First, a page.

Lastly, put out of your mind any blowback from Trump. Oh sure, it will sting, whatever he does, whether in person or later on Twitter. But it is only a brief and temporary sting. Stay focused. Be friendly and respectful going into an interview. But at some point, George, pivot to the tough questions. Once you’ve caught him, don’t let him off the hook. Go to it, George!

Your friend,
Henry

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Filed under Donald Trump, George Stephanopoulos, Hillary Clinton, Humor, Journalism, news, pop culture

Seattle Focus: Joshua Boulet illustration for Seattle Weekly Homeless Cover Story

Joshua Boulet illustration for Seattle Weekly

Joshua Boulet illustration for Seattle Weekly

There are those times when everything seems to fall into place. I sat down to a cup of coffee at Zeitgeist Coffee in Pioneer Square when a friend handed me a copy of Seattle Weekly with a cover illustration by Joshua Boulet. “You’re the dude that reviews comics on Comics Grinder. You gotta give Joshua Boulet a shout-out!” Yes, indeed. Happy to do it. In fact, the cover story is a very compelling piece that offers our city a viable plan to address our evergrowing homeless population. I enjoyed my cup of coffee, a first-rate cover story, and a pitch perfect illustration from our local hero, Joshua Boulet.

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Filed under Illustration, Joshua Boulet, Seattle, Seattle Weekly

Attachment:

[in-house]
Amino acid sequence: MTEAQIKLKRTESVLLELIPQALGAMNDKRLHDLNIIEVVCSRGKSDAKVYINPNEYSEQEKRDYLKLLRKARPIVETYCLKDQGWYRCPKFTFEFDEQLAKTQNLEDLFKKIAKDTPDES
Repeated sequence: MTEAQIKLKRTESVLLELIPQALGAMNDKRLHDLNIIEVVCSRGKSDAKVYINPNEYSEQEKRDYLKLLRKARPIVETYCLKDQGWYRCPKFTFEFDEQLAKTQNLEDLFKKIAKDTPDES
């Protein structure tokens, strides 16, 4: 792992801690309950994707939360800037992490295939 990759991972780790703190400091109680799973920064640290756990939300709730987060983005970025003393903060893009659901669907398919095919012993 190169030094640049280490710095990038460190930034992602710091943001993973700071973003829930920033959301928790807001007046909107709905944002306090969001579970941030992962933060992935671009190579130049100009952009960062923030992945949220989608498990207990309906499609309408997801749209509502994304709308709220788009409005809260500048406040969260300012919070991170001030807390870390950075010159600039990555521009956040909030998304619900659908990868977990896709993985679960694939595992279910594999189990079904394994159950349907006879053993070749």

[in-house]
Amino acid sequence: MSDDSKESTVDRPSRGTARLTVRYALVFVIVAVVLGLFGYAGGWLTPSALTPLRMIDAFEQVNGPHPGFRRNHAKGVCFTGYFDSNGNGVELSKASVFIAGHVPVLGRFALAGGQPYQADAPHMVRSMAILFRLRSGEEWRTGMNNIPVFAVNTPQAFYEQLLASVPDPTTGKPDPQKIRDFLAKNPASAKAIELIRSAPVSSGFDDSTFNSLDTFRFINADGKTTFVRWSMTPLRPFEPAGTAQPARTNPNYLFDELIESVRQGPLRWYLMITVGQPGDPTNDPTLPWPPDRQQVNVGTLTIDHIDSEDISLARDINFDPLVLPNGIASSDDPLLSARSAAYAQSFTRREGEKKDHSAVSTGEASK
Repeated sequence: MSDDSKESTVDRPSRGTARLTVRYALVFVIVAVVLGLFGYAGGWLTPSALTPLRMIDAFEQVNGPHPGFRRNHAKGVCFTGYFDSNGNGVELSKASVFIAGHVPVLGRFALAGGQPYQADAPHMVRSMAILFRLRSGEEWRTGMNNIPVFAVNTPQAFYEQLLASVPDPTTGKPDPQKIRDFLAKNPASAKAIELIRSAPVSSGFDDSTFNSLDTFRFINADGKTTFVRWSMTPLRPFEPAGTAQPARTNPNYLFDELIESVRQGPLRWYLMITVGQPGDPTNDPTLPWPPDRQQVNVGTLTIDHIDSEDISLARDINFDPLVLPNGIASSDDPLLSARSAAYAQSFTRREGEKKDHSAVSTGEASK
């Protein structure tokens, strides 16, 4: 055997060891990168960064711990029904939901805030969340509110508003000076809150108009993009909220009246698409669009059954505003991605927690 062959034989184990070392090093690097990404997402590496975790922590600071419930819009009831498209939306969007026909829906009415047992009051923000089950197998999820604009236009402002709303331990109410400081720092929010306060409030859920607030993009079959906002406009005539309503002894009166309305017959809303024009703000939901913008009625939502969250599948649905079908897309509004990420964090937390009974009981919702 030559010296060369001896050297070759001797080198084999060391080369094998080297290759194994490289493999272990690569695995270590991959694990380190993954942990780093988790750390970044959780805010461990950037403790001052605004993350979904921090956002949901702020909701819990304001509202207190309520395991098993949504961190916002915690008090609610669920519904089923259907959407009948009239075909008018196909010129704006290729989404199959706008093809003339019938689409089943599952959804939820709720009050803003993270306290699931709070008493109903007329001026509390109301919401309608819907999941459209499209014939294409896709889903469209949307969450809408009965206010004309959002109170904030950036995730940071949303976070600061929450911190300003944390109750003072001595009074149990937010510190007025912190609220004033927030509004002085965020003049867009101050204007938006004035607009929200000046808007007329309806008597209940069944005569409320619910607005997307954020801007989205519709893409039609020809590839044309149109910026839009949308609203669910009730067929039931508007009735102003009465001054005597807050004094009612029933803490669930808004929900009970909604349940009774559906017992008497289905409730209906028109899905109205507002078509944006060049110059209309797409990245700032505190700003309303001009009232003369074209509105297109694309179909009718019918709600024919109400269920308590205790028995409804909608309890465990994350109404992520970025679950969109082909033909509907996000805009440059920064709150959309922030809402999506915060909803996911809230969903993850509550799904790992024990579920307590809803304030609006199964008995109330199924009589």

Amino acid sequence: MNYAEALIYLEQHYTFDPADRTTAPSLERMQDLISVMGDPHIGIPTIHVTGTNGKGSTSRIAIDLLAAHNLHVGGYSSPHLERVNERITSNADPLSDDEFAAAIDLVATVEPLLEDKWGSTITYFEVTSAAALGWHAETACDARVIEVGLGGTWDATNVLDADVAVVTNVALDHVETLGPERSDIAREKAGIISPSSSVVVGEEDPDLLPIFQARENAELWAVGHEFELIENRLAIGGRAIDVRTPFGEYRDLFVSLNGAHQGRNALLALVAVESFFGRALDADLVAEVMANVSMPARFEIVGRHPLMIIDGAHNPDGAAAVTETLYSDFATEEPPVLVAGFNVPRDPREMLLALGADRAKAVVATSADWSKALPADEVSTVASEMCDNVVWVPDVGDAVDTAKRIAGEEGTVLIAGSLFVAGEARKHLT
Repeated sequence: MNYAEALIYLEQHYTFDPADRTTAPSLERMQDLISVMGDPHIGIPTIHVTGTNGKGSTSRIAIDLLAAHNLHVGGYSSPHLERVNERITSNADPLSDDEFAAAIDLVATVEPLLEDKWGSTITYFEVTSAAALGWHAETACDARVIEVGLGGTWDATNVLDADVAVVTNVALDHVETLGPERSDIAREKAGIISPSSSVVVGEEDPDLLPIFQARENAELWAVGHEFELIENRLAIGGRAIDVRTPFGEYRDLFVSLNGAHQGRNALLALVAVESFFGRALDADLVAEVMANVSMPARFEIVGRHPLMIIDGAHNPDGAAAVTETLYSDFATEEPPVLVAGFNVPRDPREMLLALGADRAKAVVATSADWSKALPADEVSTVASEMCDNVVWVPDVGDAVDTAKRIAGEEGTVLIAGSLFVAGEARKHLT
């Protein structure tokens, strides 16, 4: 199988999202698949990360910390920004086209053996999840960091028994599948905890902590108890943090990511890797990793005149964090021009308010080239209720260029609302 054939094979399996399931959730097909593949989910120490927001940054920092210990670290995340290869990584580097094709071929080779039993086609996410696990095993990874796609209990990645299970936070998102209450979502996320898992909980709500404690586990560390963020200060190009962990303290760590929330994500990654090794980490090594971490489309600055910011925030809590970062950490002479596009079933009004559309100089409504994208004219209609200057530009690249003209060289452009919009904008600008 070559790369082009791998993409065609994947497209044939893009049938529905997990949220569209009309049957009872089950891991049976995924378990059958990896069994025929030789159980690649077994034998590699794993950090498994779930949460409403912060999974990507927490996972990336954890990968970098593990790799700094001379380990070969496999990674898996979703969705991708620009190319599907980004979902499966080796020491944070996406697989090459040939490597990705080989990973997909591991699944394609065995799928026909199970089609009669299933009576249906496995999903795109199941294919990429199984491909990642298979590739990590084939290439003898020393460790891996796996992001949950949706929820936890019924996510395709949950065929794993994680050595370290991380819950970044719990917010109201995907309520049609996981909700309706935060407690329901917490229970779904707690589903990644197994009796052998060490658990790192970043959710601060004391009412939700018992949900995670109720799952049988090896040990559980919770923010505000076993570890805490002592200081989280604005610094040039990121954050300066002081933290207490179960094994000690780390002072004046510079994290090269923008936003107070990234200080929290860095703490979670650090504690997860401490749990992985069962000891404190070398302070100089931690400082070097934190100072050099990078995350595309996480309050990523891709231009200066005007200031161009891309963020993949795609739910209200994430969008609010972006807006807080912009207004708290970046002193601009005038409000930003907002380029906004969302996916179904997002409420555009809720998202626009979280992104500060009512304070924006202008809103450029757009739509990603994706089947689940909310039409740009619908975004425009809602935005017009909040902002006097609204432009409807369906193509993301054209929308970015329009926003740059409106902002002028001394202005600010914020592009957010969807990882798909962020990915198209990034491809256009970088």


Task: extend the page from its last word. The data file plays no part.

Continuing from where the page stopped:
Tom Spurgeon Takes The Comics Reporter to Higher Level

Tom-Spurgeon-The-Comics-Reporter

Tom Spurgeon is one of our cherished chroniclers of the comics scene. The Comics Reporter is one of the go-to places for all things comics. There’s only a handful of us out there and I’m very happy to call him a friend and colleague. Right now is an exciting time for him, and all of us in the comics industry, as he takes things to a higher level. In August, he will launch a PDF monthly version of his daily blog which will showcase in depth exploration of the contemporary comics scene. This new magazine will be available to those who join his Patreon portal to help sustain all the good things he does at The Comics Reporter. Be sure to visit The Comics Reporter and become one of Tom’s Pateron patrons, for as little as $2 per month, right here.